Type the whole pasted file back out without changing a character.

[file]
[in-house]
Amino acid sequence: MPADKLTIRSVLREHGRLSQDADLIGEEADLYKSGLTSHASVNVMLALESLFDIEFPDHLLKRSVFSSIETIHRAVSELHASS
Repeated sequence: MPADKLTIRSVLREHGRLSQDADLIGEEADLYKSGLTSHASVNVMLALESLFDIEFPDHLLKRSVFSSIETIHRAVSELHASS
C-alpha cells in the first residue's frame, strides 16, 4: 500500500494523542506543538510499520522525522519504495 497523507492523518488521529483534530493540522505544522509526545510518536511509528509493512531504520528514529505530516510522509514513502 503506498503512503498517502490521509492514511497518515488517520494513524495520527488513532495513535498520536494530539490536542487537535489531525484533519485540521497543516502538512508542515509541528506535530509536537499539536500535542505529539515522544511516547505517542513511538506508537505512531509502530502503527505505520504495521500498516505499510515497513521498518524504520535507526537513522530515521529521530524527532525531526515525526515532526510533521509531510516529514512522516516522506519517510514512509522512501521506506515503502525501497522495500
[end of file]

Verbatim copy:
[in-house]
Amino acid sequence: MPADKLTIRSVLREHGRLSQDADLIGEEADLYKSGLTSHASVNVMLALESLFDIEFPDHLLKRSVFSSIETIHRAVSELHASS
Repeated sequence: MPADKLTIRSVLREHGRLSQDADLIGEEADLYKSGLTSHASVNVMLALESLFDIEFPDHLLKRSVFSSIETIHRAVSELHASS
C-alpha cells in the first residue's frame, strides 16, 4: 500500500494523542506543538510499520522525522519504495 497523507492523518488521529483534530493540522505544522509526545510518536511509528509493512531504520528514529505530516510522509514513502 503506498503512503498517502490521509492514511497518515488517520494513524495520527488513532495513535498520536494530539490536542487537535489531525484533519485540521497543516502538512508542515509541528506535530509536537499539536500535542505529539515522544511516547505517542513511538506508537505512531509502530502503527505505520504495521500498516505499510515497513521498518524504520535507526537513522530515521529521530524527532525531526515525526515532526510533521509531510516529514512522516516522506519517510514512509522512501521506506515503502525501497522495500